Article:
UNE research shows Brisbane City Council in financial dire straits

Published 22 March 2016

Brisbane City Council’s financial performance is not impressive compared to other South-East Queensland and NSW councils, according to new research by the University of New England.

Professor Brian Dollery, UNE Business School

Professor Brian Dollery, UNE Business School

Professor Brian Dollery from UNE’s Business School, said the study is empirical evidence that the ideology ‘bigger is better,’ when it comes to council reform, is not the case.

“Brisbane City Council is the largest municipality in Australia, so we wanted to examine whether the financial figures were stronger compared to other Queensland and NSW councils.”

Professor Dollery said if ‘biggest is best’ then Brisbane City Council (BCC) should be outperforming other councils.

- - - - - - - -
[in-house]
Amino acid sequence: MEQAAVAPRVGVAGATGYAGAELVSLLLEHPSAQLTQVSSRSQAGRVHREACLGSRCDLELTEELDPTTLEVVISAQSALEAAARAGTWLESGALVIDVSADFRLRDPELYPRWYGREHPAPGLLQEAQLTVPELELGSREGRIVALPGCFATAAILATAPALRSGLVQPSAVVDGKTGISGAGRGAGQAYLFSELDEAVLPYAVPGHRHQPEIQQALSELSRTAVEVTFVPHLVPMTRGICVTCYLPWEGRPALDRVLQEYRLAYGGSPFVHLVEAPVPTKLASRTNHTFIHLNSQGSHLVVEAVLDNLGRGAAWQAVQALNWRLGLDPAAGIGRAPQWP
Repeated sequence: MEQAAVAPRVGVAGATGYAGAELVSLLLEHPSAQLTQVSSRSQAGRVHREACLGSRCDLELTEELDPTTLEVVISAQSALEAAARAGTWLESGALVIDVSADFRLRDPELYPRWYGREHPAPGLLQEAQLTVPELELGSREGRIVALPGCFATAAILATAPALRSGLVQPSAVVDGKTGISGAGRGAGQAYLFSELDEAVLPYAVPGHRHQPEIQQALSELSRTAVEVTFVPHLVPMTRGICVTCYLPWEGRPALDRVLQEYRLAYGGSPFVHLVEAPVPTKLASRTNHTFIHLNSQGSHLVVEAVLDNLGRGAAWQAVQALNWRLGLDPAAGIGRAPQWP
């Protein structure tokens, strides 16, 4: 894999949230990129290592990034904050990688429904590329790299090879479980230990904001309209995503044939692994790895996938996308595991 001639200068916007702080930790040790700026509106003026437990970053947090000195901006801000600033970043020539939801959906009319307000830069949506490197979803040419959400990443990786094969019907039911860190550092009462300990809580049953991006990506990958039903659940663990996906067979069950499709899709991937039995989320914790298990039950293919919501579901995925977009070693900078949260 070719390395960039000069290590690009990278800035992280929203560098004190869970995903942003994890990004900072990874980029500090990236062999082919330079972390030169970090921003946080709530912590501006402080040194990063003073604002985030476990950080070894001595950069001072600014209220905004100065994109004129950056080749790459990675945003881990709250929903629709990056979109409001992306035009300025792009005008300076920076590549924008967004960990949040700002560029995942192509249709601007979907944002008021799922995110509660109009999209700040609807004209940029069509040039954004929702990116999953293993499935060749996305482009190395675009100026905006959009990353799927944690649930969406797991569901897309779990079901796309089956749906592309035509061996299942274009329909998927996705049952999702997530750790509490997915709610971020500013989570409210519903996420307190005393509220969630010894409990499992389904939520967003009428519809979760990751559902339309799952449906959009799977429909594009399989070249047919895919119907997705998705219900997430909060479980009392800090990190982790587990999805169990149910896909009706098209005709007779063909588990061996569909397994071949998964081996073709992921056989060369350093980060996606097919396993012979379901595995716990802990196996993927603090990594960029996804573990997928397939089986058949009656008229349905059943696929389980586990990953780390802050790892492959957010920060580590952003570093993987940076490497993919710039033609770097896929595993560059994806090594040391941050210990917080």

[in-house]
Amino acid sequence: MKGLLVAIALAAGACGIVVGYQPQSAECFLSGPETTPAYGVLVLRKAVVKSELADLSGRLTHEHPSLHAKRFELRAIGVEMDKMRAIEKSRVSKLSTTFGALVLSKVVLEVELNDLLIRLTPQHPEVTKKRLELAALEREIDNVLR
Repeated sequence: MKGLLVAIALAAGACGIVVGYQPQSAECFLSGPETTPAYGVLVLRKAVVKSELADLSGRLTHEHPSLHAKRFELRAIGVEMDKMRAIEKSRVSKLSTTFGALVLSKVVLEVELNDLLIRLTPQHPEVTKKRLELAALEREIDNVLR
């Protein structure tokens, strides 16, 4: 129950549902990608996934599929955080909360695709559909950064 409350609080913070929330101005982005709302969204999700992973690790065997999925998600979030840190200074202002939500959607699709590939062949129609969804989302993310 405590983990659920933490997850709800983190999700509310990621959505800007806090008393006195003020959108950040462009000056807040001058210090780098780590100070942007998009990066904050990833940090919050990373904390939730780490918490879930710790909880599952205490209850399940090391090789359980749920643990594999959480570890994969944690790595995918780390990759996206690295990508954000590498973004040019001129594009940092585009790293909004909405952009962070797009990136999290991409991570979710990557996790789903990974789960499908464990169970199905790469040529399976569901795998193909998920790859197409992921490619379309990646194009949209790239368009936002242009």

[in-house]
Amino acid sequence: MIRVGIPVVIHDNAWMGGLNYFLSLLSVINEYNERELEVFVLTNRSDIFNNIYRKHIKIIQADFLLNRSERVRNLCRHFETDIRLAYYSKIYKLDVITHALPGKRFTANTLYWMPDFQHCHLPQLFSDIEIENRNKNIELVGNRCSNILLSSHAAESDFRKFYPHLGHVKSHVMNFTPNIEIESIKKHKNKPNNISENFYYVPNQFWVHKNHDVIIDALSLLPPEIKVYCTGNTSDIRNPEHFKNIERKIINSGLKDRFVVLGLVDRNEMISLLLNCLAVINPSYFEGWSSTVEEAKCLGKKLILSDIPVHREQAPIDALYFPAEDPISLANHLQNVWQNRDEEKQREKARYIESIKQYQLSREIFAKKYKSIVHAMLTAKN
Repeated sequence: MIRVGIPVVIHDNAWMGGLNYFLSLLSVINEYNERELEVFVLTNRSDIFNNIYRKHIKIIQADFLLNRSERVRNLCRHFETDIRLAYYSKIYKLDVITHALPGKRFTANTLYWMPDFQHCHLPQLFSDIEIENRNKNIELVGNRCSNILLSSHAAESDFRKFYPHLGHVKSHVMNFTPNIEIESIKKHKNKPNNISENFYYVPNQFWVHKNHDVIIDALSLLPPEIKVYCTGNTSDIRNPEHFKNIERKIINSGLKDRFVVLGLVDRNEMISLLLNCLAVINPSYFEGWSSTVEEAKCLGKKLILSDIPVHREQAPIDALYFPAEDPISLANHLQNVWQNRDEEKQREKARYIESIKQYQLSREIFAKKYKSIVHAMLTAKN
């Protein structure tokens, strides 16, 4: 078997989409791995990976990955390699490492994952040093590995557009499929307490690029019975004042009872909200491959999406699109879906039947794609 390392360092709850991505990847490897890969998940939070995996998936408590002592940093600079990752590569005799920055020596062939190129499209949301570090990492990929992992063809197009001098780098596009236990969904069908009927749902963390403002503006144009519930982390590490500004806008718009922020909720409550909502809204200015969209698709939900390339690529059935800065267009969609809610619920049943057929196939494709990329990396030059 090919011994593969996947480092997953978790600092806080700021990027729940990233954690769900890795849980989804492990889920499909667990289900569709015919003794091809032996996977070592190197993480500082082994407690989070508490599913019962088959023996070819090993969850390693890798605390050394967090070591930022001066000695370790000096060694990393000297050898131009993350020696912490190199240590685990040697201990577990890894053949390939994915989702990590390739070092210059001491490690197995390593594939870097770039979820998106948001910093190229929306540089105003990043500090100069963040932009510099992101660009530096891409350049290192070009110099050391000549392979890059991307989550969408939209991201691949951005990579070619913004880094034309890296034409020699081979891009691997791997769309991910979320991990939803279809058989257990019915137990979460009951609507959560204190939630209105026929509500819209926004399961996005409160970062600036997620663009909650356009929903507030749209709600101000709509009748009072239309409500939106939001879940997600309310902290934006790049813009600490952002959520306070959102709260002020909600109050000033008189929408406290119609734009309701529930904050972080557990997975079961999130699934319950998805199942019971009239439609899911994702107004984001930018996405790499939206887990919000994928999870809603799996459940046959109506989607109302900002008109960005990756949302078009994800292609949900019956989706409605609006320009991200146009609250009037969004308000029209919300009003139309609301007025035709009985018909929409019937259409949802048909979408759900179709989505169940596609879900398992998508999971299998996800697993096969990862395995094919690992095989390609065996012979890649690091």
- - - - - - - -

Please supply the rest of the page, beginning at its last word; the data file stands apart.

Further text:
“Brisbane City Council is outperformed in three of the four financial performance indicators of the study. This is a significant blow to the ‘bigger is better’ ideology that still dominates much of Australian local government policy making.”

The study also shows that BCC is struggling to meet its short-term financial debt and its growth rate won’t help it meet important benchmarks according to Professor Brian Dollery from UNE’s Business School.

However, the report does say the BCC is best able to meet the infrastructure needs of the community compared to all the other councils.

“I think another avenue for future research would be to compare the financial performance of forcibly amalgamated councils with their unmerged counterparts in Queensland since the Queensland Government premised its 2008 forced amalgamation program on the proposition that ‘bigger is better’ in local government,” he added.

The study looked at the financial performance of six large metropolitan councils from South-East Queensland and ten substantial councils in New South Wales over the period 2008 to 2011.

The paper Is Biggest Best?  A Comparative Analysis of the Financial Viability of the Brisbane City Council was published in the Australian Journal of Public Administration.


Contact: Professor Brian Dollery, UNE Business School, 02 6773 2500 or bdollery@une.edu.au